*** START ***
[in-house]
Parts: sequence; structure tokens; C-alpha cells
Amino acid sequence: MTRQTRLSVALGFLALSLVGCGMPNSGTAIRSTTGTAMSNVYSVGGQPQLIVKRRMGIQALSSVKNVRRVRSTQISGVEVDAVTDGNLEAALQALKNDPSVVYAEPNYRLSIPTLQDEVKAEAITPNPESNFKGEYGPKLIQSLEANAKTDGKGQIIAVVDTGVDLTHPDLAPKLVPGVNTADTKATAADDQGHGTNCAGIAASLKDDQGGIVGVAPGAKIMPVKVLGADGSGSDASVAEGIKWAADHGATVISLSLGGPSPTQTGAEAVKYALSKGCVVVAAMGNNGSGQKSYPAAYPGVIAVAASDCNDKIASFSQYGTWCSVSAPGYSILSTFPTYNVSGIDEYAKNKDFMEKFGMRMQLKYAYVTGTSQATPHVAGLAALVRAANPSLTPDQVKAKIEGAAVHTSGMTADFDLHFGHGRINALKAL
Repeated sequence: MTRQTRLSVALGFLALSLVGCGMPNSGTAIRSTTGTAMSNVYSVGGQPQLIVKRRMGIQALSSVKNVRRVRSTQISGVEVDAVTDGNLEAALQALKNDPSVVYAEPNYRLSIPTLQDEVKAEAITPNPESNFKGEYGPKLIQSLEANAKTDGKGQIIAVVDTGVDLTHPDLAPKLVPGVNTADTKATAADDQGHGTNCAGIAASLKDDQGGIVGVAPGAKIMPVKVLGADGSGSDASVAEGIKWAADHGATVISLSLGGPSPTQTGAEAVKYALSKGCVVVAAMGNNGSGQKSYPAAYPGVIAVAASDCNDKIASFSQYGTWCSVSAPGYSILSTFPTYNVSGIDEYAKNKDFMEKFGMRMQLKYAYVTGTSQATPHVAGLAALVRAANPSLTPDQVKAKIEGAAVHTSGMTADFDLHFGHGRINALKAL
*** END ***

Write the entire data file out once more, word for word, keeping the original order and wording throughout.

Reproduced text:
[in-house]
Parts: sequence; structure tokens; C-alpha cells
Amino acid sequence: MTRQTRLSVALGFLALSLVGCGMPNSGTAIRSTTGTAMSNVYSVGGQPQLIVKRRMGIQALSSVKNVRRVRSTQISGVEVDAVTDGNLEAALQALKNDPSVVYAEPNYRLSIPTLQDEVKAEAITPNPESNFKGEYGPKLIQSLEANAKTDGKGQIIAVVDTGVDLTHPDLAPKLVPGVNTADTKATAADDQGHGTNCAGIAASLKDDQGGIVGVAPGAKIMPVKVLGADGSGSDASVAEGIKWAADHGATVISLSLGGPSPTQTGAEAVKYALSKGCVVVAAMGNNGSGQKSYPAAYPGVIAVAASDCNDKIASFSQYGTWCSVSAPGYSILSTFPTYNVSGIDEYAKNKDFMEKFGMRMQLKYAYVTGTSQATPHVAGLAALVRAANPSLTPDQVKAKIEGAAVHTSGMTADFDLHFGHGRINALKAL
Repeated sequence: MTRQTRLSVALGFLALSLVGCGMPNSGTAIRSTTGTAMSNVYSVGGQPQLIVKRRMGIQALSSVKNVRRVRSTQISGVEVDAVTDGNLEAALQALKNDPSVVYAEPNYRLSIPTLQDEVKAEAITPNPESNFKGEYGPKLIQSLEANAKTDGKGQIIAVVDTGVDLTHPDLAPKLVPGVNTADTKATAADDQGHGTNCAGIAASLKDDQGGIVGVAPGAKIMPVKVLGADGSGSDASVAEGIKWAADHGATVISLSLGGPSPTQTGAEAVKYALSKGCVVVAAMGNNGSGQKSYPAAYPGVIAVAASDCNDKIASFSQYGTWCSVSAPGYSILSTFPTYNVSGIDEYAKNKDFMEKFGMRMQLKYAYVTGTSQATPHVAGLAALVRAANPSLTPDQVKAKIEGAAVHTSGMTADFDLHFGHGRINALKAL